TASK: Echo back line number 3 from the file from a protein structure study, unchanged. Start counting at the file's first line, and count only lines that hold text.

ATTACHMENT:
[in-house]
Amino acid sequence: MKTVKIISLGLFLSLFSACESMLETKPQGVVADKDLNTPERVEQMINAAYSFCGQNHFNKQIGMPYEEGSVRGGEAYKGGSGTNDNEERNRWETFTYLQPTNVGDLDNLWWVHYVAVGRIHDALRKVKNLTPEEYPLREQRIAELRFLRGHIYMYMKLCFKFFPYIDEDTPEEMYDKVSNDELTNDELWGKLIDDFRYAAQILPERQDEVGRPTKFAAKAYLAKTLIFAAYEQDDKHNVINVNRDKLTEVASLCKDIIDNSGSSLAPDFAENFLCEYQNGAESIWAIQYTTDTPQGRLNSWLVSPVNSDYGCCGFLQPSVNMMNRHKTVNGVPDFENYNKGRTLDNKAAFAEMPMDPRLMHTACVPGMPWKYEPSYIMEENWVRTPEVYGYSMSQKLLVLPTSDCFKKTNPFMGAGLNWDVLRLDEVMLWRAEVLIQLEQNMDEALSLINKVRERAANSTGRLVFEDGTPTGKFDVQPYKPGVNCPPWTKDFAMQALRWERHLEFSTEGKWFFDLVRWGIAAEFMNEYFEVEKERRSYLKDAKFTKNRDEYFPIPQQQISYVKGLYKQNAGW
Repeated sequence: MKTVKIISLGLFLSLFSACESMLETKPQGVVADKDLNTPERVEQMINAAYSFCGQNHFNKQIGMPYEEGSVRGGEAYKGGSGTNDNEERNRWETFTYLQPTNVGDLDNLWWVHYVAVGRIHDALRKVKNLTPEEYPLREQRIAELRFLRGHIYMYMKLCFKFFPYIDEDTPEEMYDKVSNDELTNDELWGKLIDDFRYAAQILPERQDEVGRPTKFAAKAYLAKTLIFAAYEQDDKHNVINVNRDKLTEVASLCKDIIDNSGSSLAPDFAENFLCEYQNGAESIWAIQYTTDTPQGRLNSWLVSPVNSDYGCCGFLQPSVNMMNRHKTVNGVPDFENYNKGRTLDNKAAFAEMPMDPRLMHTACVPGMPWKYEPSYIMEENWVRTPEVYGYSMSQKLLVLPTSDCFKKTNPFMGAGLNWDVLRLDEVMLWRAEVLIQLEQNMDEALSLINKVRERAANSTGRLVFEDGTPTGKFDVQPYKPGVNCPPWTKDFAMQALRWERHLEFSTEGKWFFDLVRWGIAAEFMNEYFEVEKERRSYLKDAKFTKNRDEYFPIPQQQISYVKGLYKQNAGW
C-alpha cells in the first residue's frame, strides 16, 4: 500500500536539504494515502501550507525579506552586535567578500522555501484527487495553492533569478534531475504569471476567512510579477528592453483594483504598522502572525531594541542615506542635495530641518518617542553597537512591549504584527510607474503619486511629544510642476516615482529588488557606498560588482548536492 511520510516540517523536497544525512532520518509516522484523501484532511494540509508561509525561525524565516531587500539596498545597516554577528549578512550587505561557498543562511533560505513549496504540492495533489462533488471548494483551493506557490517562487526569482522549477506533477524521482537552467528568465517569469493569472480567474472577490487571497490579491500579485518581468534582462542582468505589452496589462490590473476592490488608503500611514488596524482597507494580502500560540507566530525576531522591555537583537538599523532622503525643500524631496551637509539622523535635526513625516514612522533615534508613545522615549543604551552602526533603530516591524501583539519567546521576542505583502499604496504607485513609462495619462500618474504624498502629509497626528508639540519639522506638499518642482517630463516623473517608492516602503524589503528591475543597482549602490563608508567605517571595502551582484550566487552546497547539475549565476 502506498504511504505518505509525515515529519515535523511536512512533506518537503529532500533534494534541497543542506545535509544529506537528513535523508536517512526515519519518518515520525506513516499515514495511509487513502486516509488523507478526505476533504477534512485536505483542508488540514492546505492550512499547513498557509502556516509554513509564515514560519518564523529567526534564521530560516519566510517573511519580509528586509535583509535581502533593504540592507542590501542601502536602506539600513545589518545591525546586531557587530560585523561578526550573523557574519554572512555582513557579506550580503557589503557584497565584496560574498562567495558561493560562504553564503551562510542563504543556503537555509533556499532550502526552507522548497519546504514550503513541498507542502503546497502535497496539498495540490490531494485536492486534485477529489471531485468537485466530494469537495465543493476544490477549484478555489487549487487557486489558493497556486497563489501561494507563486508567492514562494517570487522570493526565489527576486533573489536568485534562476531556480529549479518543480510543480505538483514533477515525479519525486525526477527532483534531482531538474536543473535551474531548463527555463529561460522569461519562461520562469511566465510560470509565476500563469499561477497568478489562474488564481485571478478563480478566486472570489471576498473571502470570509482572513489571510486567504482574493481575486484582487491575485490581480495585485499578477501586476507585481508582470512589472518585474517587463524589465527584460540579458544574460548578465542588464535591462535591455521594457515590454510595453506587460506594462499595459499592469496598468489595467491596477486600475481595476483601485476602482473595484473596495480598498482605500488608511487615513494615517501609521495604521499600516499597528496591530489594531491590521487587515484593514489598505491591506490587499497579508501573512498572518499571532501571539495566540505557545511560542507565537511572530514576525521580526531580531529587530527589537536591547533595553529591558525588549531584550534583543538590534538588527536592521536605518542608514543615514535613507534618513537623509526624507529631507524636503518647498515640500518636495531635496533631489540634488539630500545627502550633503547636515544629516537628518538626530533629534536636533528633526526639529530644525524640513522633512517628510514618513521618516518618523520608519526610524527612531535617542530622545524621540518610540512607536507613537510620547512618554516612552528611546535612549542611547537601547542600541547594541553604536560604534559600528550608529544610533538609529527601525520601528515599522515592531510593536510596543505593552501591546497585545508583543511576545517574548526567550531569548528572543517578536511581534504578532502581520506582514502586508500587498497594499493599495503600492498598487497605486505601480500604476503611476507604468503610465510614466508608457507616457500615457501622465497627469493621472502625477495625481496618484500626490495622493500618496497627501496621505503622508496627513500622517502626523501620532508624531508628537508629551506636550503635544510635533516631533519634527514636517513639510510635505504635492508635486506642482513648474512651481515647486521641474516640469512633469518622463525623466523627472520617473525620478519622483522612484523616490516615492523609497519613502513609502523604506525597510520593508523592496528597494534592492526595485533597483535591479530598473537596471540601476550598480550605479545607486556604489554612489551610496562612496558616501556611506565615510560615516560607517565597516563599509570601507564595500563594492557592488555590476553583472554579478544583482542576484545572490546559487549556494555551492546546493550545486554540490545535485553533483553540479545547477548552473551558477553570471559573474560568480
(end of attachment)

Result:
Repeated sequence: MKTVKIISLGLFLSLFSACESMLETKPQGVVADKDLNTPERVEQMINAAYSFCGQNHFNKQIGMPYEEGSVRGGEAYKGGSGTNDNEERNRWETFTYLQPTNVGDLDNLWWVHYVAVGRIHDALRKVKNLTPEEYPLREQRIAELRFLRGHIYMYMKLCFKFFPYIDEDTPEEMYDKVSNDELTNDELWGKLIDDFRYAAQILPERQDEVGRPTKFAAKAYLAKTLIFAAYEQDDKHNVINVNRDKLTEVASLCKDIIDNSGSSLAPDFAENFLCEYQNGAESIWAIQYTTDTPQGRLNSWLVSPVNSDYGCCGFLQPSVNMMNRHKTVNGVPDFENYNKGRTLDNKAAFAEMPMDPRLMHTACVPGMPWKYEPSYIMEENWVRTPEVYGYSMSQKLLVLPTSDCFKKTNPFMGAGLNWDVLRLDEVMLWRAEVLIQLEQNMDEALSLINKVRERAANSTGRLVFEDGTPTGKFDVQPYKPGVNCPPWTKDFAMQALRWERHLEFSTEGKWFFDLVRWGIAAEFMNEYFEVEKERRSYLKDAKFTKNRDEYFPIPQQQISYVKGLYKQNAGW